Through that humble girl, Mary revitalized and continues to revitalize the faith of millions of people. People began to flock to Lourdes from other parts of France and from all over the world. In 1862 Church authorities confirmed the authenticity of the apparitions and authorized the cult of Our Lady of Lourdes for the diocese. The Feast of Our Lady of Lourdes became worldwide in 1907.


Lourdes has become a place of pilgrimage and healing, but even more of faith. Church authorities have recognized over 60 miraculous cures, although there have probably been many more. To people of faith this is not surprising. It is a continuation of Jesus’ healing miracles—now performed at the intercession of his mother. Some would say that the greater miracles are hidden. Many who visit Lourdes return home with renewed faith and a readiness to serve God in their needy brothers and sisters. There still may be people who doubt the apparitions of Lourdes. Perhaps the best that can be said to them are the words that introduce the film Song of Bernadette: “For those who believe in God, no explanation is necessary. For those who do not believe, no explanation is possible.”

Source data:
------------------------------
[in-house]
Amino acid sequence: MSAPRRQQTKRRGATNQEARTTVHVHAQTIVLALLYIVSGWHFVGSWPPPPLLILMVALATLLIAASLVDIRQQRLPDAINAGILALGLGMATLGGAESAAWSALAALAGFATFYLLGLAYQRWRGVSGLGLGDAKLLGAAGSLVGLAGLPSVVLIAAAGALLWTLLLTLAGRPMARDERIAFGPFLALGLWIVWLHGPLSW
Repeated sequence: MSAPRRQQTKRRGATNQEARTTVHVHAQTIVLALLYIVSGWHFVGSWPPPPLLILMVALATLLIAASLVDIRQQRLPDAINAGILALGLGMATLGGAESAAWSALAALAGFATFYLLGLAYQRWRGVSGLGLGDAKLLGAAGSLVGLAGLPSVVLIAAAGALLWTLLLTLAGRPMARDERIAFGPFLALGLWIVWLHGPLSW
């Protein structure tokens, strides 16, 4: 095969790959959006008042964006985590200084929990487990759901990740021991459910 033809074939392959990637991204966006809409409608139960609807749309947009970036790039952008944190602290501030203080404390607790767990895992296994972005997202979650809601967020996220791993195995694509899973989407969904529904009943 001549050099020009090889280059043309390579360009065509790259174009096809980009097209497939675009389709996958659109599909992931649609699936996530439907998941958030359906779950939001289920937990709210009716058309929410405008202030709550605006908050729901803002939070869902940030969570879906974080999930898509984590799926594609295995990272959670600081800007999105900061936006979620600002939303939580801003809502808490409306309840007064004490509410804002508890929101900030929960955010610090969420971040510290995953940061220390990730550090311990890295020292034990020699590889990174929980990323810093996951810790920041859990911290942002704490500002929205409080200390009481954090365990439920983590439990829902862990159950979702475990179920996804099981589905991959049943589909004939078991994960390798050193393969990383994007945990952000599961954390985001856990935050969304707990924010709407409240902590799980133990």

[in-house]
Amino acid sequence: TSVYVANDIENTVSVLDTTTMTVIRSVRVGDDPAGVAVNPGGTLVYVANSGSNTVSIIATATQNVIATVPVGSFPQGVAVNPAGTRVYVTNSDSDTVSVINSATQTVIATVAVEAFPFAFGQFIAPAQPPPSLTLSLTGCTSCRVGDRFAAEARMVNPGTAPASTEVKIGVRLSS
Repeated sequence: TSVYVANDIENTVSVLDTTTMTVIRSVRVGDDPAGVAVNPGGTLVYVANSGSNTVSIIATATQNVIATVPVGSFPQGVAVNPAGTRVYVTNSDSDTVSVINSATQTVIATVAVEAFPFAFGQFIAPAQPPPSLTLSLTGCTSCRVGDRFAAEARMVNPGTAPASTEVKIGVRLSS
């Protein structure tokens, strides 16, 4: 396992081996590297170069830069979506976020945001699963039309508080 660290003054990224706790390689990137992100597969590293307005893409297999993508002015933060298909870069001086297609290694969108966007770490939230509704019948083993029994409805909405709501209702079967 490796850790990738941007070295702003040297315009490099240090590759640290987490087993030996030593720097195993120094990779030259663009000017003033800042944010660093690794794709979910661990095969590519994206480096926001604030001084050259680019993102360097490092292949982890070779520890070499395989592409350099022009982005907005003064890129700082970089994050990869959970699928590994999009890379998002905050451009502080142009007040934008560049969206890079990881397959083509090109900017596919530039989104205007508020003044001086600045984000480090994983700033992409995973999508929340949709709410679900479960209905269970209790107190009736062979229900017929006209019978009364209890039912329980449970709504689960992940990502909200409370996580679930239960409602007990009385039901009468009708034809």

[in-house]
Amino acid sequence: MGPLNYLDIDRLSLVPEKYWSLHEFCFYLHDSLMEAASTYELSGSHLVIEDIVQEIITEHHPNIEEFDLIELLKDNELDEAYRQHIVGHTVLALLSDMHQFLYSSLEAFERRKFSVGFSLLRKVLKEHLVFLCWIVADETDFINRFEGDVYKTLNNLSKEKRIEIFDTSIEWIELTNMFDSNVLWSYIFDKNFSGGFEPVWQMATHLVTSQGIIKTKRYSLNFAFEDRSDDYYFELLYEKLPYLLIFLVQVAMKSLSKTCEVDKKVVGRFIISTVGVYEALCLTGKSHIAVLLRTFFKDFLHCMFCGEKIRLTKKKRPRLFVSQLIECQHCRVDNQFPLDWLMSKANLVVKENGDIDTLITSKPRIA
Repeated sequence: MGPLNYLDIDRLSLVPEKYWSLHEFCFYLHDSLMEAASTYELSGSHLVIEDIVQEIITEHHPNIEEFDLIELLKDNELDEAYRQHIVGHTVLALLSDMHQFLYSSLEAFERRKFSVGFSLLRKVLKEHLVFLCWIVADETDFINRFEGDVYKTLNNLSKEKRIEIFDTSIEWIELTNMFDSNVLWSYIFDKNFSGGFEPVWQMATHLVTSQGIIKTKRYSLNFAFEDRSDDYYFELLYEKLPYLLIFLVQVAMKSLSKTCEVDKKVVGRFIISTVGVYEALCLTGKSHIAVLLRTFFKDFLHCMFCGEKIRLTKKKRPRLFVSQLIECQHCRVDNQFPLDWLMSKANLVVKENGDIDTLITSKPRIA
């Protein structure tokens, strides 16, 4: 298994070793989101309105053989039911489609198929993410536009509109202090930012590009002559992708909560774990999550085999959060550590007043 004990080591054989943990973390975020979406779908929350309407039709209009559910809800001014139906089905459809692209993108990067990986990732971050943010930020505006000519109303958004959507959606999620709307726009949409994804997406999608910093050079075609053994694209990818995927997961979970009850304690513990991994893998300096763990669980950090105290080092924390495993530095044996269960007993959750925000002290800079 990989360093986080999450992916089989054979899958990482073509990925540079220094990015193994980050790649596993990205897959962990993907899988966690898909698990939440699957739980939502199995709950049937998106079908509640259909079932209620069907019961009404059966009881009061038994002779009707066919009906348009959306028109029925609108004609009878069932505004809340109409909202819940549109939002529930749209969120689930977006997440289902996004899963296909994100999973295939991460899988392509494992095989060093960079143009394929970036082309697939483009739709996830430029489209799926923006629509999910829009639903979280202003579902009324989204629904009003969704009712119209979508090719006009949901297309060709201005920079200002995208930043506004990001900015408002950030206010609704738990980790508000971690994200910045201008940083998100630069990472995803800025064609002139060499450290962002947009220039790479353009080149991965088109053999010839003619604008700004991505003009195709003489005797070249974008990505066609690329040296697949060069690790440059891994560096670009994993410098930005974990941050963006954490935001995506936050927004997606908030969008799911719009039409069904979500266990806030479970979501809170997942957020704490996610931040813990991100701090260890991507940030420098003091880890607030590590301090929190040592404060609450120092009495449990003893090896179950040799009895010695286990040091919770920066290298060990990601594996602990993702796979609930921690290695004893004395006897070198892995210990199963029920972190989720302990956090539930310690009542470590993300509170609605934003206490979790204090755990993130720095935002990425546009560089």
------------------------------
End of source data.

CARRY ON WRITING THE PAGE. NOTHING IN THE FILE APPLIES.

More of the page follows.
“Lo! Mary is exempt from stain of sin, Proclaims the Pontiff high; And earth applauding celebrates with joy Her triumph, far and high. Unto a lowly timid maid she shows Her form in beauty fair, And the Immaculate Conception truth Her sacred lips declare.” (Unattributed hymn from the Roman Breviary)